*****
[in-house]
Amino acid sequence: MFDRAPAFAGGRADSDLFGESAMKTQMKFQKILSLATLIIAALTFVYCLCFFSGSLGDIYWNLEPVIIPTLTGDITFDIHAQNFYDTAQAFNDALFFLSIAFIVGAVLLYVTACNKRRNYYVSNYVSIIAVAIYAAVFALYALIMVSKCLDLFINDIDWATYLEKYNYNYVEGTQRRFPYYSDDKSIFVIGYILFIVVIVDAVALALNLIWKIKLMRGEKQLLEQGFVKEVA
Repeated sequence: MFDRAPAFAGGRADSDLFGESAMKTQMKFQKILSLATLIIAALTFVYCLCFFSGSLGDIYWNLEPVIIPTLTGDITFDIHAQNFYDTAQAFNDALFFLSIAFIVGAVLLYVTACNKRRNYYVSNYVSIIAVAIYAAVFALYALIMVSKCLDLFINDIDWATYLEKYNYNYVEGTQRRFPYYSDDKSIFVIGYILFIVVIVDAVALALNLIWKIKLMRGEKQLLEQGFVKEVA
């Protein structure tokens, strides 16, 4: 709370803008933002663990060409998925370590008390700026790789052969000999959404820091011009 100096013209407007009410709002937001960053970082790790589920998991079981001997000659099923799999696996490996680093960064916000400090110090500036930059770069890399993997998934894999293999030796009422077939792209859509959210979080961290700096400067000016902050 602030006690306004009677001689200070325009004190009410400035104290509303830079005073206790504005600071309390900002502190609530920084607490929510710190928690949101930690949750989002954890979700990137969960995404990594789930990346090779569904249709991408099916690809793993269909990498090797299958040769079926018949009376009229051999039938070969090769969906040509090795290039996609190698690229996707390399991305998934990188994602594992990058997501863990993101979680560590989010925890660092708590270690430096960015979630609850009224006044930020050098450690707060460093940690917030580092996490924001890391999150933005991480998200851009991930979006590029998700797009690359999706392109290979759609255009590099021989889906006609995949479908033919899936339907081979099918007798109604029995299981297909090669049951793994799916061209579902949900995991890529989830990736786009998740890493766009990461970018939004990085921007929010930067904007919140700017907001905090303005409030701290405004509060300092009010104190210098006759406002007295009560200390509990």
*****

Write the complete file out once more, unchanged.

[in-house]
Amino acid sequence: MFDRAPAFAGGRADSDLFGESAMKTQMKFQKILSLATLIIAALTFVYCLCFFSGSLGDIYWNLEPVIIPTLTGDITFDIHAQNFYDTAQAFNDALFFLSIAFIVGAVLLYVTACNKRRNYYVSNYVSIIAVAIYAAVFALYALIMVSKCLDLFINDIDWATYLEKYNYNYVEGTQRRFPYYSDDKSIFVIGYILFIVVIVDAVALALNLIWKIKLMRGEKQLLEQGFVKEVA
Repeated sequence: MFDRAPAFAGGRADSDLFGESAMKTQMKFQKILSLATLIIAALTFVYCLCFFSGSLGDIYWNLEPVIIPTLTGDITFDIHAQNFYDTAQAFNDALFFLSIAFIVGAVLLYVTACNKRRNYYVSNYVSIIAVAIYAAVFALYALIMVSKCLDLFINDIDWATYLEKYNYNYVEGTQRRFPYYSDDKSIFVIGYILFIVVIVDAVALALNLIWKIKLMRGEKQLLEQGFVKEVA
């Protein structure tokens, strides 16, 4: 709370803008933002663990060409998925370590008390700026790789052969000999959404820091011009 100096013209407007009410709002937001960053970082790790589920998991079981001997000659099923799999696996490996680093960064916000400090110090500036930059770069890399993997998934894999293999030796009422077939792209859509959210979080961290700096400067000016902050 602030006690306004009677001689200070325009004190009410400035104290509303830079005073206790504005600071309390900002502190609530920084607490929510710190928690949101930690949750989002954890979700990137969960995404990594789930990346090779569904249709991408099916690809793993269909990498090797299958040769079926018949009376009229051999039938070969090769969906040509090795290039996609190698690229996707390399991305998934990188994602594992990058997501863990993101979680560590989010925890660092708590270690430096960015979630609850009224006044930020050098450690707060460093940690917030580092996490924001890391999150933005991480998200851009991930979006590029998700797009690359999706392109290979759609255009590099021989889906006609995949479908033919899936339907081979099918007798109604029995299981297909090669049951793994799916061209579902949900995991890529989830990736786009998740890493766009990461970018939004990085921007929010930067904007919140700017907001905090303005409030701290405004509060300092009010104190210098006759406002007295009560200390509990």